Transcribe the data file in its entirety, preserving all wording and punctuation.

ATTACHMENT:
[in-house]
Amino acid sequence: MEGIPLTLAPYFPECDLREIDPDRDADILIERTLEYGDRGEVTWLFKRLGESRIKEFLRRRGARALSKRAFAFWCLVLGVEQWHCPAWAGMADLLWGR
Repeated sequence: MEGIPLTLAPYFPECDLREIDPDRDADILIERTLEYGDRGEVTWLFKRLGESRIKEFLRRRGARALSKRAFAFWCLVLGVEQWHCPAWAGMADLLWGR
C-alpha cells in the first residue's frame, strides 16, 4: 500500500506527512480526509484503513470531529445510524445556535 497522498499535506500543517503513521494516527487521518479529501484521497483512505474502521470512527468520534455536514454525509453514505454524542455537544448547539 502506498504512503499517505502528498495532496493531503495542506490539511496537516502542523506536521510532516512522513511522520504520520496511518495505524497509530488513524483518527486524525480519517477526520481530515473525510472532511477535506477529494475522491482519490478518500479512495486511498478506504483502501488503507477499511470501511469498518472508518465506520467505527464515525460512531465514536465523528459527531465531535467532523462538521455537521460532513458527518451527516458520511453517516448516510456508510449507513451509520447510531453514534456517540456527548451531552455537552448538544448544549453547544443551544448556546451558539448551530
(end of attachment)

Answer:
[in-house]
Amino acid sequence: MEGIPLTLAPYFPECDLREIDPDRDADILIERTLEYGDRGEVTWLFKRLGESRIKEFLRRRGARALSKRAFAFWCLVLGVEQWHCPAWAGMADLLWGR
Repeated sequence: MEGIPLTLAPYFPECDLREIDPDRDADILIERTLEYGDRGEVTWLFKRLGESRIKEFLRRRGARALSKRAFAFWCLVLGVEQWHCPAWAGMADLLWGR
C-alpha cells in the first residue's frame, strides 16, 4: 500500500506527512480526509484503513470531529445510524445556535 497522498499535506500543517503513521494516527487521518479529501484521497483512505474502521470512527468520534455536514454525509453514505454524542455537544448547539 502506498504512503499517505502528498495532496493531503495542506490539511496537516502542523506536521510532516512522513511522520504520520496511518495505524497509530488513524483518527486524525480519517477526520481530515473525510472532511477535506477529494475522491482519490478518500479512495486511498478506504483502501488503507477499511470501511469498518472508518465506520467505527464515525460512531465514536465523528459527531465531535467532523462538521455537521460532513458527518451527516458520511453517516448516510456508510449507513451509520447510531453514534456517540456527548451531552455537552448538544448544549453547544443551544448556546451558539448551530